CES has become a big show for announcing car technology. I’m not there this year due to other engagements, but here’s some of what has been in the news.
Most impressive is probably BMW’s prototype 2 and 6 series vehicles, which have features both for existing drivers and for future self-operation. The video below shows a BMW 235i doing a slalom around cones on its own, and then drifting on wet pavement. BMW claims their active assist will help you in both understeer and oversteer situations. That feature wil be in trials in 2015. Here’s an older article on BMW efforts.
Earlier I wrote about Ford’s plan for the C-Max which positions its solar panel under a concentrator which remains more a concept gimmick but is still interesting.
There’s been a raft of “connected car” announcements, by which we mean cars using the mobile network to provide apps and related features. The biggest news is a new consortium planning to use Android as a platform for connected infotainment in cars, called the Open Automotive Alliance. It has GM, Audi, Honda, and Hyundai involved, and of course Google. It may be bad news for QNX, which for now is the remaining shining star in RIM/Blackberry’s portfolio, as QNX has a strong position as the infotainment OS in a number of cars. (Having gone to school at UW long ago, I am friends with all the founders of these companies.)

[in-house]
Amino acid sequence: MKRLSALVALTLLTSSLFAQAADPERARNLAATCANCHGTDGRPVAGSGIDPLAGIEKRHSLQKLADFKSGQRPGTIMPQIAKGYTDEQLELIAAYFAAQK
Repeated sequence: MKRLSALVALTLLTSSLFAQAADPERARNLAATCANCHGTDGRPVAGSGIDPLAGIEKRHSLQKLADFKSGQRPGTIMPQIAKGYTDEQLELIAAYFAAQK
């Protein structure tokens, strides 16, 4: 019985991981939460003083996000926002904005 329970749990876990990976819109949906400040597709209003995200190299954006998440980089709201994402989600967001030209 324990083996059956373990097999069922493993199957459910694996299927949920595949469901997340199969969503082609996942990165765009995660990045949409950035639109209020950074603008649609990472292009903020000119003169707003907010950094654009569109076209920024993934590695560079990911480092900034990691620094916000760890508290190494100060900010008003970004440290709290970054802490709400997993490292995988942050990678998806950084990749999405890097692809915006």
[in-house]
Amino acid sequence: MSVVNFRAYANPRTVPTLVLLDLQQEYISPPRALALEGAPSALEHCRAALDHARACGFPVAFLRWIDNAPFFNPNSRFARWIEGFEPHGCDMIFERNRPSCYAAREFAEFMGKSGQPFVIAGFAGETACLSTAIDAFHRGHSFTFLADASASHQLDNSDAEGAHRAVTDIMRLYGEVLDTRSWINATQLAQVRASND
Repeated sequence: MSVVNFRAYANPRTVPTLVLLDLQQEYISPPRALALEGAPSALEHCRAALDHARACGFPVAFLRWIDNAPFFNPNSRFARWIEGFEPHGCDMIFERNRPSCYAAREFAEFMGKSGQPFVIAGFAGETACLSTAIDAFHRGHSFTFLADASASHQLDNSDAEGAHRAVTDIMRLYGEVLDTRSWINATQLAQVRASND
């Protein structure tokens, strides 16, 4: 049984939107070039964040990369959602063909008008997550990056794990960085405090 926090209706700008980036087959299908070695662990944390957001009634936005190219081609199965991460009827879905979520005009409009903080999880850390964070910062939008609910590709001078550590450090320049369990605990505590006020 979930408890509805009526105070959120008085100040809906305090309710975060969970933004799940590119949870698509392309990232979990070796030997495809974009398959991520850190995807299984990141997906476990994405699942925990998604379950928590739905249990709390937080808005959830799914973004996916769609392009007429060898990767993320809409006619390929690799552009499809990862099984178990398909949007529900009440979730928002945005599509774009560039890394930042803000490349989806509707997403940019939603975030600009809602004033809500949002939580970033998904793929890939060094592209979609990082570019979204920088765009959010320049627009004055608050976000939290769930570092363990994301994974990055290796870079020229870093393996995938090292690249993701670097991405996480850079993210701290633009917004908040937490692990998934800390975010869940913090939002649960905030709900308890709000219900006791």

The win will be cars that don’t try to be too smart, and let the phones do most of the work. My phone is just a few months old, while my car is ten years old, and this ratio is not that uncommon. Put the smarts where the innovation is moving fastest, because even if you don’t, they wild end up there eventually by consumer demand.
Audi is demonstrating their A7 with new self-drive features at CES. It even has Nevada plate number 046 for Autonomous vehicle testing — people are wondering who all these plates have gone to. Google only took a few, Continental took some, and Audi took some around 007. While nobody does primary testing in Nevada, everybody doing test demos at CES needs these plates.
Bosch is running a full “driverless car experience” in their booth and some panels during the show. The panel is happening in just 15 minutes as I write this.
Delphi is also doing a demo of all their driver assist tech. This is mostly aimed at driver monitoring, which is seen as important for the transition to full robocar operation where lots of driver intervention is required.
Induct is showing off the Navia in a track — I write more details about how it is now for sale. Though it’s not quite “consumer” electronics.